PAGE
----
One remarkable benefit of bitcoin (BTC) and other cryptocurrencies over traditional forms of payment is its low transaction fee. The Bitcoin network has once again, proven that users can send a huge sum of funds for a meager fee.
According to data on Bitcoin’s blockchain, someone moved a whopping 22,806 BTC valued around over $1.3 billion at press time, for a 0.00017935 BTC fee (less than $11.)
The funds, which were sent to two separate addresses, saw each wallet receive between 1,000 and 21,806.38308916 bitcoins, respectively.
Notably, it is not the first time a large amount of funds will be moved at a low cost. In a similar development, $86.7 million worth of BTC was moved for a $17 fee in 2019.
Try That With Your Bank
Even though the large transaction reported above may likely be from a cryptocurrency exchange wallet, it does not take away the massive benefits associated with adopting digital currencies for transactions.
Considering the volume of the transaction, it will be almost impossible for an individual or organization to move such an amount of funds across borders in the traditional financial settings. If possible, the fees to process a transaction of such magnitude will be on the high side for the archaic financial system.
The transaction may also take between five and ten working days before the recipient may receive the funds in traditional settings, due to several checks from different ends in a bid to identify the legitimacy of the funds.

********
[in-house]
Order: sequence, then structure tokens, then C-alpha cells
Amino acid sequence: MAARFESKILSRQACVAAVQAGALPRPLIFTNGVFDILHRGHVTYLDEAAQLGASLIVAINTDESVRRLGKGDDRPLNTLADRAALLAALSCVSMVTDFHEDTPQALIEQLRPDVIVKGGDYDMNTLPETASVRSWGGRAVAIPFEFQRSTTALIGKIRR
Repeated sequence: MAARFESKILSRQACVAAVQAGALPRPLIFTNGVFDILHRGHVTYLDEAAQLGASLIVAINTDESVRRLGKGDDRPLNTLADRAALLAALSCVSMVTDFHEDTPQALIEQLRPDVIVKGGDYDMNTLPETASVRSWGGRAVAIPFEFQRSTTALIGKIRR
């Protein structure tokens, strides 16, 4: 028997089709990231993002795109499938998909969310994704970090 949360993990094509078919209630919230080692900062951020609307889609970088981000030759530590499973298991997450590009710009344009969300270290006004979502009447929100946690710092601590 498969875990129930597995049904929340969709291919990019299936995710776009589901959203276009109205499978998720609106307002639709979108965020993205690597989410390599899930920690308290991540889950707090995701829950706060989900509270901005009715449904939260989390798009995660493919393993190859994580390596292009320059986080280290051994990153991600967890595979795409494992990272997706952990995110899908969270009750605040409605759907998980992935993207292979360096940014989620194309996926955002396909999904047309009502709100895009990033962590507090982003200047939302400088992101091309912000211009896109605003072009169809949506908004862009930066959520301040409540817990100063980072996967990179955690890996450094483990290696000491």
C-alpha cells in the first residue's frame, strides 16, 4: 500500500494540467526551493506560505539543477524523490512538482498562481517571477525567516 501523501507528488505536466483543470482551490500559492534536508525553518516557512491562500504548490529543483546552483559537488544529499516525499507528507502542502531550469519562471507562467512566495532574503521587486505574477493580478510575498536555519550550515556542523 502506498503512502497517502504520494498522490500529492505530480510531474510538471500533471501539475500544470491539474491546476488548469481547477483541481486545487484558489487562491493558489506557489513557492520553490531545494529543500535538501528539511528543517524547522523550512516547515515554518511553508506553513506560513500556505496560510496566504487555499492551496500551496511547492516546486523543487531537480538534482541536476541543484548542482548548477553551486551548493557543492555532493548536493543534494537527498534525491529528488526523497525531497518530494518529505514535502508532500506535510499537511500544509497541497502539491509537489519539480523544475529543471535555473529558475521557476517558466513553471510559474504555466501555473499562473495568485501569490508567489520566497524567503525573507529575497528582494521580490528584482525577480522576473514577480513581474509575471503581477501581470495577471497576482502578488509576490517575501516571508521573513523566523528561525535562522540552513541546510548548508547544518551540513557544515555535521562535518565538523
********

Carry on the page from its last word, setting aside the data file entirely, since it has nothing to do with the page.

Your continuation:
This lapse in the existing financial space is what Bitcoin is trying to solve. The pseudonymous Satoshi Nakamoto believes that sending funds across borders should be as easy as sending emails.
Despite the financial freedom bitcoin offers, most regulators have continued to tie the asset class to illicit activities, as they feel it is mostly adopted by criminals.
Although the assertion may be true to an extent, it does not take away the fact that criminals also use fiat for their illicit dealings.
In September 2020, the Society for Worldwide Interbank Financial Telecommunication (SWIFT) stated in a report that criminals mostly adopt traditional techniques like front companies, cash businesses, money mules, and financial representatives, to launder funds.
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